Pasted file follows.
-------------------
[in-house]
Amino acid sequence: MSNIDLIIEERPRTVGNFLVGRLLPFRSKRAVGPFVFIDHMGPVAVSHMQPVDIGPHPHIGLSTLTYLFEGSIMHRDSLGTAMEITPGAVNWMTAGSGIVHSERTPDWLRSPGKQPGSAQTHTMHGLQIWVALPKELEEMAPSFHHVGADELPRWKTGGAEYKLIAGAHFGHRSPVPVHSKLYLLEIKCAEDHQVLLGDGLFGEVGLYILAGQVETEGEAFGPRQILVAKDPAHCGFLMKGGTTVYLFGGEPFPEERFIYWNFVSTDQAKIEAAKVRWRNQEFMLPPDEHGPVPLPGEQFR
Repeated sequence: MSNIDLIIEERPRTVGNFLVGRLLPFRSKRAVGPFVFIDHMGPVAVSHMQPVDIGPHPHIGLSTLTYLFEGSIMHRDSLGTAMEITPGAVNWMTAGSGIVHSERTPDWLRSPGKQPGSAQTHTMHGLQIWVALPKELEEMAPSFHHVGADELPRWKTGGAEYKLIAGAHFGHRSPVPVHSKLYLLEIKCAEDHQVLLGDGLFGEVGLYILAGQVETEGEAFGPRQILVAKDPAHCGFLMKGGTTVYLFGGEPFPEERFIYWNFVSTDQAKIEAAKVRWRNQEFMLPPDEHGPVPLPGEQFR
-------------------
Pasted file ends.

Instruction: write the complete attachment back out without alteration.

[in-house]
Amino acid sequence: MSNIDLIIEERPRTVGNFLVGRLLPFRSKRAVGPFVFIDHMGPVAVSHMQPVDIGPHPHIGLSTLTYLFEGSIMHRDSLGTAMEITPGAVNWMTAGSGIVHSERTPDWLRSPGKQPGSAQTHTMHGLQIWVALPKELEEMAPSFHHVGADELPRWKTGGAEYKLIAGAHFGHRSPVPVHSKLYLLEIKCAEDHQVLLGDGLFGEVGLYILAGQVETEGEAFGPRQILVAKDPAHCGFLMKGGTTVYLFGGEPFPEERFIYWNFVSTDQAKIEAAKVRWRNQEFMLPPDEHGPVPLPGEQFR
Repeated sequence: MSNIDLIIEERPRTVGNFLVGRLLPFRSKRAVGPFVFIDHMGPVAVSHMQPVDIGPHPHIGLSTLTYLFEGSIMHRDSLGTAMEITPGAVNWMTAGSGIVHSERTPDWLRSPGKQPGSAQTHTMHGLQIWVALPKELEEMAPSFHHVGADELPRWKTGGAEYKLIAGAHFGHRSPVPVHSKLYLLEIKCAEDHQVLLGDGLFGEVGLYILAGQVETEGEAFGPRQILVAKDPAHCGFLMKGGTTVYLFGGEPFPEERFIYWNFVSTDQAKIEAAKVRWRNQEFMLPPDEHGPVPLPGEQFR